WASHINGTON D.C.—The Federal Trade Commission said last week it is sending payments totaling more than $1.9 million to 30,172 consumers nationwide who bought Hubble brand contact lenses from Vision Path, Inc. The FTC alleged that the company substituted its own brand of lenses for those prescribed by the consumers’ eye doctors in violation of the Contact Lens Rule and violated the FTC Act by deceiving consumers about whether their doctors had approved the substitution, among other things. The average refund amount is $63.

VMAIL reported last February of the settlement of charges by Hubble with the FTC when the company was found to have violated the Contact Lens Rule. The compay agreed to pay $3.5 million, the largest amount ever for a matter involving violations of the Contact Lens Rule, the agency noted.
Refund checks are being mailed to affected consumers starting Sept. 1, the FTC said. The deadline for cashing the checks is 90 days from the date they are issued. Consumers who have questions about their refund or who did not get a refund but think they may be eligible, should contact the refund administrator, Epiq, at (855) 914-4722. The Commission never requires consumers to pay money or provide account information to get a refund.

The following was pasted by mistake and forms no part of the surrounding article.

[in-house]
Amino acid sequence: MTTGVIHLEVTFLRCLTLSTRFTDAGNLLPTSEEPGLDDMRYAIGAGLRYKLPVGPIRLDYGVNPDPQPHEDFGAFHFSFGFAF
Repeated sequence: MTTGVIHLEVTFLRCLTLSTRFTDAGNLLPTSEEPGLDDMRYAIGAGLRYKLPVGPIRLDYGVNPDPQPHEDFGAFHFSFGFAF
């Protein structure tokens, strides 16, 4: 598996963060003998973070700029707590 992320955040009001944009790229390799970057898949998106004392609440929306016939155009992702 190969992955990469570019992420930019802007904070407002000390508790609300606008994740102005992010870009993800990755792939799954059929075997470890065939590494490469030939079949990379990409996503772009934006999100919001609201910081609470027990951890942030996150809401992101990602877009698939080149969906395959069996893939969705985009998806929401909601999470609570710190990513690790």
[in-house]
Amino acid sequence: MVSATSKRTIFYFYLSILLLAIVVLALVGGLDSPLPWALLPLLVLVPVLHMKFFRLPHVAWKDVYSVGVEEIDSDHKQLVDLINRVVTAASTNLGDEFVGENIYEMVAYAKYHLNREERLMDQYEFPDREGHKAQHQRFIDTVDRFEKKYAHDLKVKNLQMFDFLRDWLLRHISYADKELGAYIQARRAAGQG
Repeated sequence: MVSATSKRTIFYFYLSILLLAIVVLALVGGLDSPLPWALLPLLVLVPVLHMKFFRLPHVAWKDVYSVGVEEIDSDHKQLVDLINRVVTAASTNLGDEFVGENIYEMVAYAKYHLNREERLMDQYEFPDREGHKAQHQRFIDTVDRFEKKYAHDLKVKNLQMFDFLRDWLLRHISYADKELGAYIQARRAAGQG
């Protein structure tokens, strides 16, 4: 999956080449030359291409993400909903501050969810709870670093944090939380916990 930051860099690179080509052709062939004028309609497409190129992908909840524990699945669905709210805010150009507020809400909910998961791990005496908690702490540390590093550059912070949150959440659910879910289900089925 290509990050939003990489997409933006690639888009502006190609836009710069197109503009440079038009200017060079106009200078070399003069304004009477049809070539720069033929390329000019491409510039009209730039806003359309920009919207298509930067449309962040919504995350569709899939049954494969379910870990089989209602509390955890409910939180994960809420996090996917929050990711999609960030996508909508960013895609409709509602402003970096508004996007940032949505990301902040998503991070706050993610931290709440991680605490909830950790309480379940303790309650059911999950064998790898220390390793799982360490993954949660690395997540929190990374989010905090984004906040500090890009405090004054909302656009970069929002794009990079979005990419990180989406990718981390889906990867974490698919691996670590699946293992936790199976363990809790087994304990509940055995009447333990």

The FTC's complaint against Vision Path alleged the company violated the Contact Lens Rule in several ways, including by failing to obtain prescriptions and to properly verify prescription information, and by substituting Hubble lenses for those actually prescribed to consumers. The FTC also alleged the company violated the FTC Act when it promised consumers it had properly verified their lenses with their eye doctors, and when it failed to disclose that many reviews of Hubble lenses were written by reviewers who were compensated for their reviews, and, in at least one instance, by one of its own executives.
The Commission’s interactive dashboards for refund data provide a state-by-state breakdown of refunds in FTC cases. In 2021, Commission actions led to more than $472 million in refunds to consumers across the country, but the U.S. Supreme Court ruled in 2021 that the Commission lacks authority under Section 13(b) to seek monetary relief in federal court going forward. The Commission has urged Congress to restore the Commission’s ability to  get money back for consumers, its announcement noted.